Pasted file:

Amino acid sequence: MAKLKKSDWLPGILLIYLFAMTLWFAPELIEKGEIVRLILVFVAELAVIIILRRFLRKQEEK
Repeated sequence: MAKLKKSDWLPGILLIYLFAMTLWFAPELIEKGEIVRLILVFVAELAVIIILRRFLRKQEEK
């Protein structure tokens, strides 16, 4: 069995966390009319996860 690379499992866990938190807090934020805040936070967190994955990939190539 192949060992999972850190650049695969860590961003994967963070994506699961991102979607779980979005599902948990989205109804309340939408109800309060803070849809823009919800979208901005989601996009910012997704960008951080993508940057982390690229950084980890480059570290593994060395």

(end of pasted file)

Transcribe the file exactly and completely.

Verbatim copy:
Amino acid sequence: MAKLKKSDWLPGILLIYLFAMTLWFAPELIEKGEIVRLILVFVAELAVIIILRRFLRKQEEK
Repeated sequence: MAKLKKSDWLPGILLIYLFAMTLWFAPELIEKGEIVRLILVFVAELAVIIILRRFLRKQEEK
């Protein structure tokens, strides 16, 4: 069995966390009319996860 690379499992866990938190807090934020805040936070967190994955990939190539 192949060992999972850190650049695969860590961003994967963070994506699961991102979607779980979005599902948990989205109804309340939408109800309060803070849809823009919800979208901005989601996009910012997704960008951080993508940057982390690229950084980890480059570290593994060395």